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Homework Help: Simple question on acceleration and angular acceleration

  1. Jun 3, 2012 #1
    1. The problem statement, all variables and given/known data
    I'm just reading a graduate level mechanics book for enjoyment/practice and I just need a push in the right direction with one of the problems.

    It has a cylinder that is wrapped with a string around the circular part. The string is then pulled (so the force is tangential to the surface of the cylinder) and I have to find the angular acceleration, and the acceleration of the cylinder.

    (see attached image, the circle represents the cylinder as you are looking down its axis and the red line is the string wrapped around the cylinder. The force is acting along the string to the right.)

    2. Relevant equations

    3. The attempt at a solution
    I know how to do this if the axis of the cylinder were fixed, I would just find torque and then angular acceleration.

    But the axis is not fixed,
    So my question, and what I'm confused about, is how do I know how the force is divided between contribution to total acceleration and angular acceleration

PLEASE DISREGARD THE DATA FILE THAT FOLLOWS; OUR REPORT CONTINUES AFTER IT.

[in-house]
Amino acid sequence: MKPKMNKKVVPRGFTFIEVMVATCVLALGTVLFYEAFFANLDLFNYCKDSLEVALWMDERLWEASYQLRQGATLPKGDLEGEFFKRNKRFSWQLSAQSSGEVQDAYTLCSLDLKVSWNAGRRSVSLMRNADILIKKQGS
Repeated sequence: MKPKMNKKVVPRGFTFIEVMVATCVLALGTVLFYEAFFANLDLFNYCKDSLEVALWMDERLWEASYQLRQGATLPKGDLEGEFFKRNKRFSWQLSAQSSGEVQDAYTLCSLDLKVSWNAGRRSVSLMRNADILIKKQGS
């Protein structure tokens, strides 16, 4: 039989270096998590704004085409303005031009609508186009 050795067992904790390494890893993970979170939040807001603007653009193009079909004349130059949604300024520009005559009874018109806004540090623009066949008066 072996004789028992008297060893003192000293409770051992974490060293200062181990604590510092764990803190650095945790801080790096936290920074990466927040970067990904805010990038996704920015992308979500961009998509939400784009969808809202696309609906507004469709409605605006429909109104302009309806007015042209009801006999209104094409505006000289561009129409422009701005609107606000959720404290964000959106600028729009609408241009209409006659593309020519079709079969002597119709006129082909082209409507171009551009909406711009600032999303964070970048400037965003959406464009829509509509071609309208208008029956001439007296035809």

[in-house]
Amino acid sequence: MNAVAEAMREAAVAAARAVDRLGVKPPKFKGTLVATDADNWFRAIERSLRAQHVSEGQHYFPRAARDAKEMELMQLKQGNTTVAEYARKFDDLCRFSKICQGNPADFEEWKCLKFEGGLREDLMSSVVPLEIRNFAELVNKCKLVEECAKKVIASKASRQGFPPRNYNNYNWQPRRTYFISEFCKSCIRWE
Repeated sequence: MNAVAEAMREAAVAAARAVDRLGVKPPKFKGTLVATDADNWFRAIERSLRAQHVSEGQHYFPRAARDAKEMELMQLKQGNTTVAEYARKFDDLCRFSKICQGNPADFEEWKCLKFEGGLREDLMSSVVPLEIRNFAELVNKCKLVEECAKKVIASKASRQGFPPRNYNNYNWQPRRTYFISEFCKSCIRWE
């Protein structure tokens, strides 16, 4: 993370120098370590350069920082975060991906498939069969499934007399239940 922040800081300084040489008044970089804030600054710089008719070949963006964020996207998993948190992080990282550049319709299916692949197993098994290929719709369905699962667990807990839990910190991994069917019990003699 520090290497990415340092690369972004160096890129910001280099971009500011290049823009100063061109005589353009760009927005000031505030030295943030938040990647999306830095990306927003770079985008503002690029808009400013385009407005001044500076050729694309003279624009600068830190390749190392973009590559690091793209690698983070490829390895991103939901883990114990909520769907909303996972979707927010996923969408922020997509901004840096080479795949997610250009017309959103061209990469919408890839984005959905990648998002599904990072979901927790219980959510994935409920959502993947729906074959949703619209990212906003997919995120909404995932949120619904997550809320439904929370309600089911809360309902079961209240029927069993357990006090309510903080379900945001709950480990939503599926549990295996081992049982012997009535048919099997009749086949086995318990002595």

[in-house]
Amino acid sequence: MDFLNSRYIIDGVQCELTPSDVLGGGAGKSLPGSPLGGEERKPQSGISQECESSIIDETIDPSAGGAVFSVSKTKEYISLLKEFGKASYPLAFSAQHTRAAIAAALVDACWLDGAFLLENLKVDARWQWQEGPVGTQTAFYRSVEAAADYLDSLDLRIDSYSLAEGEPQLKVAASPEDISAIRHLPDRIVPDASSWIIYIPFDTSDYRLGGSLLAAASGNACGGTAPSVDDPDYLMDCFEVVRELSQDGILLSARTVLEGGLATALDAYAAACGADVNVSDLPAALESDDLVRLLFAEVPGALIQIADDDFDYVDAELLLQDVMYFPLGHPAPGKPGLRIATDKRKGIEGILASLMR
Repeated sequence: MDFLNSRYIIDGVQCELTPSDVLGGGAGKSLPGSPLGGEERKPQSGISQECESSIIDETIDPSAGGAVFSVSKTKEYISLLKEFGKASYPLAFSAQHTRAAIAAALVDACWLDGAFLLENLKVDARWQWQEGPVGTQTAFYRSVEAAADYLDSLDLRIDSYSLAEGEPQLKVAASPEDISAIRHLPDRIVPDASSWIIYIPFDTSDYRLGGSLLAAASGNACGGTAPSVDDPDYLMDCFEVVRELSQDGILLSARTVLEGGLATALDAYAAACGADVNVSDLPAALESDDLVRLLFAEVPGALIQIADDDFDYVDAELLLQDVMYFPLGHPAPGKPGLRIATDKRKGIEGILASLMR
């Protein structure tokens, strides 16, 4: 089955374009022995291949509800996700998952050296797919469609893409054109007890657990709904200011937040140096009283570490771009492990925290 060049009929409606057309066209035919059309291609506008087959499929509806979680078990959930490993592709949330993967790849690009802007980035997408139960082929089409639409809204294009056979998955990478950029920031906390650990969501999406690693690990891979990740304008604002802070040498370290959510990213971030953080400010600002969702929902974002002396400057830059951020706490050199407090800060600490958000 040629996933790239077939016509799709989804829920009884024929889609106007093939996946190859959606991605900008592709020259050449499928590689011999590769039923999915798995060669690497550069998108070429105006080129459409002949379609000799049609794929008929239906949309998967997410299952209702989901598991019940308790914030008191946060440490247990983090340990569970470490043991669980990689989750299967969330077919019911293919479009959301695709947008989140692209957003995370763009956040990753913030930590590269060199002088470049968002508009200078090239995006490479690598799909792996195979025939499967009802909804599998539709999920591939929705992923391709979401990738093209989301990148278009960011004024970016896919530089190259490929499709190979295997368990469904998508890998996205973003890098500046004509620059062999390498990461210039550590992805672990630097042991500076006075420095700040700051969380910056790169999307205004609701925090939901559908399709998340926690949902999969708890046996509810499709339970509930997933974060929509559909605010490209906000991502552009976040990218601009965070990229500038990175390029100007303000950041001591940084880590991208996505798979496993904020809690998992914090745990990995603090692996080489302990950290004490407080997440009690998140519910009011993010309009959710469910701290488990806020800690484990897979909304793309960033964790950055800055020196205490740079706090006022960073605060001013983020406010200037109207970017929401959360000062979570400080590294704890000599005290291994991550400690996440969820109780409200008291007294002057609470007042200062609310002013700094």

At first I want to say that it all still goes into torque only since the force is always tangential to the surface, but if I think about pulling something like that in real life I would imagine that the whole object would move as well since it's not being held in place.

    Can anyone give me a little advice?

    Attached Files:

  2. jcsd
  3. Jun 4, 2012 #2


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    Homework Helper

    A force exerted on a rigid body causes both acceleration of the centre of mass and rotation (about the centre of mass).
    If that cylinder is in the empty space so only the tension in the string acts on it, the acceleration is aCM=F/m and the angular acceleration is the torque with respect to the CM divided by the moment of inertia.

  4. Jun 4, 2012 #3
    Wow I didn't know it would be that simple.

    I was thinking that [itex]a_{CM}[/itex] would be less than the total force over mass because some of it would go into causing angular acceleration.

    Thanks for the explanation ehild.
  5. Jun 4, 2012 #4


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    It would be so if you pulled the cylinder on a horizontal surface, and there was friction between the ground and the cylinder. But the friction is an additional force, opposite with the tension, so the acceleration of the CM would be less than F/m: a=(F-Fr)/m.

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